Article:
John Maclean, Health Board volunteer with one of the ipads.
By Lucy Ashton
It started as a chance corridor conversation and it has ended up as a way to help pass the time for patients, improve their social interaction during their stay – and possibly even reduce the length of time they spend in hospital.
Staff at the Institute of Neurological Sciences (INS) at NHS Greater Glasgow and Clyde (NHSGGC) have begun a collaboration with NHSGGC Library Services and Glasgow Life, the charity which delivers culture and sport in the city on behalf of Glasgow City Council, to provide e-library services to patients. And the benefits could be far more widespread than a good book before lights-out.
The idea first emerged when Eilidh Gallagher, NHSGGC’s Interim Clinical Service Manager, Neurology, ran into a consultant during another busy shift.
She witnessed an exchange of a video of wheelchair rugby to a young patient from Dr Harvey Mallory, Consultant in Neurorehabilitation. The patient was new to his chair and wondering what the rest of his life would hold. Dr Mallory had also found a book on the subject but couldn’t pass that on to the patient because of COVID restrictions.
And when Eilidh heard the conversation, one thing came to mind: “There must be something we can do about this.”
So Eilidh went looking for a solution – something that would give patients access to e-books.
The answer was to build on an existing partnership between NHSGGC library services and Glasgow Life, to provide access to the charity’s extensive online library offer for patients.
A bid was made to NHSGGC’s charitable endowment fund in order to source a number of IPads to facilitate the project which enabled the team to secure enough kit to make the new e-service worthwhile.
To help with rollout, a group of volunteers – those fantastic red-shirted folk who do so much to improve live for patients across NHSGGC – will be on hand to help with set-up and support patients to get the maximum benefit from the new service.
Once operational, the team is planning to use the new service to run book clubs, and beside every bed there will be a wipeable board, detailing what a patient is reading or listening to at the time.
Eilidh added: “These patients are with us for weeks or months, sometimes upwards of a year, so as well as simply relieving boredom, this new service will bring a huge range of benefits for patients.
“The new book clubs will bring patients together, giving them an important opportunity for much-needed social interaction. The bedside boards will be a great conversation-starter for staff and will give them an opportunity to really connect with patients.”
The initiative builds on similar work led by Sandra Shields, NHSGGC’s Alzheimer’s Scotland Dementia Nurse Consultant and her occupational therapy colleagues at Glasgow Royal Infirmary.
The teams at neurology will continue with the partnership. Reading can be a significant help with cognitive rehabilitation, and the dexterity required to operate an iPad can bring real physical benefits, so using the new service could actually help with a patient’s treatment.
Staff in the INS are planning to monitor the new service as it’s rolled out, to gain valuable information on how patients react.
“We plan to run a survey before rollout, and then give patients a follow-up questionnaire at discharge,” said Eilidh. “We hope this will identify benefits in terms of how they feel, what positive effects the service has had, and what patients think its impact has been on their rehabilitation and what they think we could improve.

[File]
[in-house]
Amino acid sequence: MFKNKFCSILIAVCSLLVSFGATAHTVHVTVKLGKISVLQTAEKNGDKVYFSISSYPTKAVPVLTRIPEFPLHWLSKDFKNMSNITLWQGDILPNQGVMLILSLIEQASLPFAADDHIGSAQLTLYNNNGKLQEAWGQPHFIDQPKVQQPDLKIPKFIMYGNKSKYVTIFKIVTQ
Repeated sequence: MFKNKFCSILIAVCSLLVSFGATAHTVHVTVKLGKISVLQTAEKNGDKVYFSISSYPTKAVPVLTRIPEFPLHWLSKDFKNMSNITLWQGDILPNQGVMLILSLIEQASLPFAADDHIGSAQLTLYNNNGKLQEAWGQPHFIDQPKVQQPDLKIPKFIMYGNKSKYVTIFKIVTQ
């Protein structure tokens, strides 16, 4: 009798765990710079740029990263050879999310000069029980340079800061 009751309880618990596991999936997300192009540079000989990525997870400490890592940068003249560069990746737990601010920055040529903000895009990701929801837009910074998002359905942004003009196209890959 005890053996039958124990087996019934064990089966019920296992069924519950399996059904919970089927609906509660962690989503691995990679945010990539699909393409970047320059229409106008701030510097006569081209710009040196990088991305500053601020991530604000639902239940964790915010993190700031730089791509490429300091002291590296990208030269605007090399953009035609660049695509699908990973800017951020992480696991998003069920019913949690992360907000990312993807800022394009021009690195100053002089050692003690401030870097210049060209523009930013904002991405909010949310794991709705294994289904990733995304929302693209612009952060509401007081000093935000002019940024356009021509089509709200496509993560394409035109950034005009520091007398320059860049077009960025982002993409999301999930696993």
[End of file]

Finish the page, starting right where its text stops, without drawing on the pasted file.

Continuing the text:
“If, as we hope, there’s a positive impact, then there’s a real chance that using the e-library services will reduce a patient’s length of stay in hospital.”
Councillor David McDonald, Chair of Glasgow Life and Depute Leader of Glasgow City Council, said: “We have seen first-hand the positive impact that books and reading can have on individuals, and we know that access to many Glasgow Life services can have a transformative effect on health and wellbeing.
“By working together with NHSGGC, we are not only able to provide patients with the many therapeutic and recreational benefits of books and reading, this partnership could also be life-changing for patients, helping to aid recovery and possibly reduce their stay in hospital.
“There is clear evidence of the positive health and wellbeing benefits that access to culture, including reading and music, can offer. I’m delighted that this partnership with NHSGGC is taking Glasgow Life’s services to people who will most benefit from them and providing access on their terms. I welcome this initiative and look forward to exploring more ways that Glasgow Life can work together with NHSGGC to support the people of our city.”
Glasgow Life’s popular eOffer provides library members with access to more than three million eBooks, eMagazines, audio books and music. The wide range of services are all available to download or stream for free via the Glasgow Libraries app.
There are already plans to expand the use of this service to other areas and eventually to roll it out across the health board – and the sheer good fortune of how it came about is not lost on Eilidh.
She added: “This all came from the fact I ran into a consultant in a corridor. I find it so rewarding that a chance conversation like that could have such long-term benefits for our patients.”
It is hoped that virtual training of volunteers will begin before Christmas, and that the service will be rolled out across the INS before January 2022.